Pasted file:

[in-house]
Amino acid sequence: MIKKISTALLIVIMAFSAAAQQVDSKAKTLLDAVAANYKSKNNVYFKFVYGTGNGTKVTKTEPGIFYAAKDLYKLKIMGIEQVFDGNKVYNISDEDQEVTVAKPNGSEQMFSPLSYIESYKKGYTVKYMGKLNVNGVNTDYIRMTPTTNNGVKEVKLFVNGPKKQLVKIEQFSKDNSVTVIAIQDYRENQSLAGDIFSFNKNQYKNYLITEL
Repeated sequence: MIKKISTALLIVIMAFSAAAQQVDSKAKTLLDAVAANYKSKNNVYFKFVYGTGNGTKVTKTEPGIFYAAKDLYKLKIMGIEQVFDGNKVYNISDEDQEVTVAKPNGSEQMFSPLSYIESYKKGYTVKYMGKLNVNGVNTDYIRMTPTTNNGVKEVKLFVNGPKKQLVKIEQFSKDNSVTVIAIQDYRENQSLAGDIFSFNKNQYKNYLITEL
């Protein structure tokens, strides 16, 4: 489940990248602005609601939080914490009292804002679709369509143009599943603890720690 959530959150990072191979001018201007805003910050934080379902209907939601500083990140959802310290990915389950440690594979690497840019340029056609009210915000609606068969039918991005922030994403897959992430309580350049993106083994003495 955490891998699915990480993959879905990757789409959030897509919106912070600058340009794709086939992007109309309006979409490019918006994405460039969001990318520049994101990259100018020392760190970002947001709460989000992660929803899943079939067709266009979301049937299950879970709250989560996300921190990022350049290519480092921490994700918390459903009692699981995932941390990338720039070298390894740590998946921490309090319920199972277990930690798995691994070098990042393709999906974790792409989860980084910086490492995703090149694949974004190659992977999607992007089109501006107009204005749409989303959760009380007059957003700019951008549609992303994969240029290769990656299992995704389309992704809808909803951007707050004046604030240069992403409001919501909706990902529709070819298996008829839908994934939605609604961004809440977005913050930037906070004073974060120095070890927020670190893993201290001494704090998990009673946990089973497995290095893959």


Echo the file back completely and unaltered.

[in-house]
Amino acid sequence: MIKKISTALLIVIMAFSAAAQQVDSKAKTLLDAVAANYKSKNNVYFKFVYGTGNGTKVTKTEPGIFYAAKDLYKLKIMGIEQVFDGNKVYNISDEDQEVTVAKPNGSEQMFSPLSYIESYKKGYTVKYMGKLNVNGVNTDYIRMTPTTNNGVKEVKLFVNGPKKQLVKIEQFSKDNSVTVIAIQDYRENQSLAGDIFSFNKNQYKNYLITEL
Repeated sequence: MIKKISTALLIVIMAFSAAAQQVDSKAKTLLDAVAANYKSKNNVYFKFVYGTGNGTKVTKTEPGIFYAAKDLYKLKIMGIEQVFDGNKVYNISDEDQEVTVAKPNGSEQMFSPLSYIESYKKGYTVKYMGKLNVNGVNTDYIRMTPTTNNGVKEVKLFVNGPKKQLVKIEQFSKDNSVTVIAIQDYRENQSLAGDIFSFNKNQYKNYLITEL
């Protein structure tokens, strides 16, 4: 489940990248602005609601939080914490009292804002679709369509143009599943603890720690 959530959150990072191979001018201007805003910050934080379902209907939601500083990140959802310290990915389950440690594979690497840019340029056609009210915000609606068969039918991005922030994403897959992430309580350049993106083994003495 955490891998699915990480993959879905990757789409959030897509919106912070600058340009794709086939992007109309309006979409490019918006994405460039969001990318520049994101990259100018020392760190970002947001709460989000992660929803899943079939067709266009979301049937299950879970709250989560996300921190990022350049290519480092921490994700918390459903009692699981995932941390990338720039070298390894740590998946921490309090319920199972277990930690798995691994070098990042393709999906974790792409989860980084910086490492995703090149694949974004190659992977999607992007089109501006107009204005749409989303959760009380007059957003700019951008549609992303994969240029290769990656299992995704389309992704809808909803951007707050004046604030240069992403409001919501909706990902529709070819298996008829839908994934939605609604961004809440977005913050930037906070004073974060120095070890927020670190893993201290001494704090998990009673946990089973497995290095893959």